LEGALIZATION IS COMING, BUT THE BAD BOYS AREN’T READY TO HANG IT UP JUST YET ….
Ex-vice cop Eddie Fuentes got bounced from the Oakland PD—not an easy thing to do. He’s back in Redwood county now, trying to figure how his dope grower dad went off a bridge, and there’s this very sexy redhead who’s
a little too good to be true ….
Shanna Black’s a drug lawyer in the cross-hairs of a DEA investigation who thinks Eddie could be part of her exit strategy, if she can just motivate him into this little transaction she has in mind, without letting a certain client find out ….
Meanwhile, Eddie’s got challenges of his own—like a professional killer with a dead brother and an unforgiving mom. And don’t forget his old pool hustler pal, Russell George, a Native American working on a tribal development project called the Redwood Casino.
Fast women, corporate connivers, deadly dopers, adaptable environmentalists, crooked cops—they all face off in Redwood County, where the biggest industry is definitely—CALIFORNIA SMOKE!
Episode 01: PLAYER
Getting bounced off the Oakland PD isn’t that easy to do. When it happened to Eddie Fuentes, his wife was so torn up about it, she cleaned out the apartment and took off with the cash. Then, Eddie got a call from his friendly hometown coroner. Seems his dope grower dad went off a bridge. Now, Eddie’s back in Redwood County to clean up the mess. Or maybe not. Twenty-four hours in, his old Mynot Indian pal, Russell George, already has him hooked up with a sexy redhead who’s running some kind of con. And Eddie’s playing caped crusader at a demonstration, seriously pissing off a wacko log trucker. But hey, compared to what was going on in Oakland, maybe things are looking up. Episode Details (CH 1 – 2)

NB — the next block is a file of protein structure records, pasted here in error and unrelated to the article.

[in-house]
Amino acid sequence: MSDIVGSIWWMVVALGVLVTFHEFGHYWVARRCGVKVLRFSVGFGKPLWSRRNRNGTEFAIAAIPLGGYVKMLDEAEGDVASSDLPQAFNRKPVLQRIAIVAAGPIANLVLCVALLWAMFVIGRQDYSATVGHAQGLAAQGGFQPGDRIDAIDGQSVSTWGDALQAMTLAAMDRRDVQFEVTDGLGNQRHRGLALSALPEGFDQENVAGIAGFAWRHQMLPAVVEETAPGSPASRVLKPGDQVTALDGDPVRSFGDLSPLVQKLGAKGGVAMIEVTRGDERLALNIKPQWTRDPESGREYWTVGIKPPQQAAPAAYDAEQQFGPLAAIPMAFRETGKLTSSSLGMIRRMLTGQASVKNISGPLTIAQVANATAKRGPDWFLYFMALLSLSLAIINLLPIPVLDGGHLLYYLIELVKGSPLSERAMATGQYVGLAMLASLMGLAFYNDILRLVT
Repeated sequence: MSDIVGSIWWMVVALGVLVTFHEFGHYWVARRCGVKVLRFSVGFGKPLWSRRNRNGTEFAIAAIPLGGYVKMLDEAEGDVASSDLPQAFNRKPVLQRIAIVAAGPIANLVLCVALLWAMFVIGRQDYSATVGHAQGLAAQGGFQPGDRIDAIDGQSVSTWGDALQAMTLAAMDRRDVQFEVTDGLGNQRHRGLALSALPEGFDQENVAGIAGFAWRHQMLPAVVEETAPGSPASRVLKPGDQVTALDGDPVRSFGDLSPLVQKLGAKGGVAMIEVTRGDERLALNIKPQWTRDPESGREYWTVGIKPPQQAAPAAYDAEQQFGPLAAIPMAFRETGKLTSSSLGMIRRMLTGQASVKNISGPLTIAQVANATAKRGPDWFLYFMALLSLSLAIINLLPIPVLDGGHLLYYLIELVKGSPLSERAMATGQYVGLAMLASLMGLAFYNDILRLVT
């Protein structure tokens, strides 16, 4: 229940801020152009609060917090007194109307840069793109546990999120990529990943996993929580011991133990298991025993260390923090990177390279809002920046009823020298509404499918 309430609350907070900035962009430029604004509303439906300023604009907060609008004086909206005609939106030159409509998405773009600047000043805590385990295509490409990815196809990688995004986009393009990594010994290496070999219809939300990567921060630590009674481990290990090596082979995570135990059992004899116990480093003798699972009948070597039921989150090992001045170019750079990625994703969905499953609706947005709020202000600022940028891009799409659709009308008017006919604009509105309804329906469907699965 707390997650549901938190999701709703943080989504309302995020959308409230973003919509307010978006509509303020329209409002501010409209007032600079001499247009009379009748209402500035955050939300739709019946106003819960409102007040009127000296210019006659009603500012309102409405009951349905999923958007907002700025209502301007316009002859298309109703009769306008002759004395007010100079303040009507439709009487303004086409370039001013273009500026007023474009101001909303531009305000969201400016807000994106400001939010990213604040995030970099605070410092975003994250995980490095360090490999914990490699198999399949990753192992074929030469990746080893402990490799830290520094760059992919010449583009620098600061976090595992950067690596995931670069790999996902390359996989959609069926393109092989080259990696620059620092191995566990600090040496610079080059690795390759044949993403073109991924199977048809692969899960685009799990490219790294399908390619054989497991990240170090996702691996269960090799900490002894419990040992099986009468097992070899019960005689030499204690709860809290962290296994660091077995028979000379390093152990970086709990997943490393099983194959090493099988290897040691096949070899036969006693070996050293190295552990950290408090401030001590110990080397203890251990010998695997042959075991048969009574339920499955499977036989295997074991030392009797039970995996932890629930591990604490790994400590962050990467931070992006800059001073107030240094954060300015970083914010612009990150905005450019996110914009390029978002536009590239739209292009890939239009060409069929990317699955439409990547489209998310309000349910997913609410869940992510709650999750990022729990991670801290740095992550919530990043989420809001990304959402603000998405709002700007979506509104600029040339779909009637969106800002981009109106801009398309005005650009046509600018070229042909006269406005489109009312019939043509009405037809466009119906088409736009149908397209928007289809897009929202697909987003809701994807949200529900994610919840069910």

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THE STORY BEHIND THE SMOKE
While SMOKE is a work of fiction (with all appropriate disclaimers about similarities to actual persons living or dead), it was inspired by some real life events and situations.
The story goes back to a time when I was living in San Francisco. I got to know a couple (they were both teachers) who became fed up living in the city, and decided to move “back to the land” in Humboldt County. They weren’t alone. A bunch of ex-hippies had started doing this all the way back in the 1960s. So my friends were following a familiar path. They bought twenty acres that had been subdivided out of an old clearcut after it was logged off. They built a house themselves, had children, grew their own food, even made their own clothes, trying to live off the land. But they quickly found out they still needed cash, and that the best cash crop was something called marijuana. Weed definitely helped with the money problems, but it also brought complications. For one thing, it brought outlaws who thought it might be easier to rip off the weed than grow it. This led to fences, guns and surveillance equipment.
What’s more, the expats from San Francisco found out that they hadn’t moved into a vacuum. There was already a culture in Humboldt County—a rough and tumble logger culture that had sprung up after the Trinity gold rush in the 1850s. These were people who didn’t like the government and didn’t trust people from the city. It created an odd set of parallel worlds, where chain saw repair shops thrived next to head shops, and used books stores operated next to old time pool halls and smoky bars serving meatball submarines.